Abstract Sand production remains one of the major challenges in managing mature fields in Malaysia. Wells that experience severe sand production due to primary sand control failure require remedial solutions to continue producing without jeopardizing asset integrity. In these cases, operators rely heavily on through-tubing metallic sandscreen (TTSS), however, the applications remain limited due to the short TTSS lifespan, especially in wells in a high erosive environment. With increased intervention risk, frequent replacement is both economically and operationally unfeasible. Therefore, most high gas-oil ratio (HGOR) wells remain closed-in today, in need of a durable sand screen that can withstand high erosional velocity. Various types of erosion resistant through-tubing sand screens (ER-TTSS) have been implemented to test their sustainability and longevity in highly erosive environments. Additional challenges can be associated with the actual deployment of these remedial solutions into mature wells. This paper will discuss the performance of Malaysia's first installation of bonded bead sandscreen in HGOR well, Well #1 at offshore East Malaysia. Instead of using conventional mesh or wire wrapped type as filtration media, bonded bead sandscreen incorporates tightly bonded beads to filter sand and is expected to have superior performance over conventional metallic TTSS. Prior to installation, computational fluid dynamic (CFD) simulation and sand retention test (SRT) were conducted to determine sand erosion risk and optimize the screen design for Well #1. The information gathered from the CFD was then utilized to optimize the tubular components and minimize the effect of erosion on the complete bottom hole assembly (BHA). Additionally, well #1 was on an unmanned production platform; therefore, the deployment options for this intervention had to be considered during the early planning phase of the operation. A combination of slickline unit with suitable pressure control equipment was selected to minimize personnel on board and match deck load limitations while ensuring proper service delivery. The outcome of pilot testing of bonded bead sandscreen in Well #1 will be discussed. Recommendations for future optimization will also be included to ensure that bonded bead sandscreen remains one of the competent through-tubing sand solutions, especially for HGOR wells. Furthermore, the operational techniques that were utilized to reduce the operational risk and costs will be discussed in order to demonstrate how such wells can be intervened in a cost-effective manner to extend the asset's life.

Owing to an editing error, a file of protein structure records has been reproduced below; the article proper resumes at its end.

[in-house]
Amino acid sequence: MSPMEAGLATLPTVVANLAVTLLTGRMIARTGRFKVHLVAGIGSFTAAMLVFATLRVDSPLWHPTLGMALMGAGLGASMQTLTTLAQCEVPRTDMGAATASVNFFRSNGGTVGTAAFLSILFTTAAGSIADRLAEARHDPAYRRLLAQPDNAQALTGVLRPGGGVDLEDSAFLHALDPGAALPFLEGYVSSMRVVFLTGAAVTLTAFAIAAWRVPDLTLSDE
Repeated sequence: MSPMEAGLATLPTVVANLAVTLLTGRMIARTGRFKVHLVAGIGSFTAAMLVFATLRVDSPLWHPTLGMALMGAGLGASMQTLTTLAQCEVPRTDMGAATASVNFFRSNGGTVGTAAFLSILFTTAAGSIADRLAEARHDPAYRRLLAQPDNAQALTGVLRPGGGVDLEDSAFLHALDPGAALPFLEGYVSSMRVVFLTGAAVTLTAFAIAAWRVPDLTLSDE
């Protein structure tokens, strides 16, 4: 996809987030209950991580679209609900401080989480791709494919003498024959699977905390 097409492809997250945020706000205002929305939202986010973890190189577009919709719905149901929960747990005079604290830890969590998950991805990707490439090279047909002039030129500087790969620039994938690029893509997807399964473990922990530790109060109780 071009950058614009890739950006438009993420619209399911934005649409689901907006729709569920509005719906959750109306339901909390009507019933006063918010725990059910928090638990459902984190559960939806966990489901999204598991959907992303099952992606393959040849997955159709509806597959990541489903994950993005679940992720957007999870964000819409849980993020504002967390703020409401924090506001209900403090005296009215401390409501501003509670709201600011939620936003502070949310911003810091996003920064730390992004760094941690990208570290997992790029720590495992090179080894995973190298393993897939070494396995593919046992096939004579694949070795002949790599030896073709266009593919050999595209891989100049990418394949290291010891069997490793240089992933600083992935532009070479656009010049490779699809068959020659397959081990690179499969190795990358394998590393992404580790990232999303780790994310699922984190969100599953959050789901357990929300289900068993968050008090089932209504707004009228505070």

Ahmad Mohammed AlMatar, Mohammed (Kuwait Oil Company) | Al-Bahar, Zakaria (Kuwait Oil Company) | Mahmoud Bastaki, Fahad (Kuwait Oil Company) | BinOmar Chong, Mizan (Kuwait Oil Company) | Hamed Barki, Jassim (Kuwait Oil Company) | Jamal, Mariam (Kuwait Oil Company) | Al-Mehene, Mehanna (Kuwait Oil Company) | Slama, Mohamed Hedi (SLB) | Badrawy, Kareem (SLB) | Molero, Nestor (SLB) | Pochetnyy, Valentin (SLB) | Adel Sebaih, Mohannad (SLB)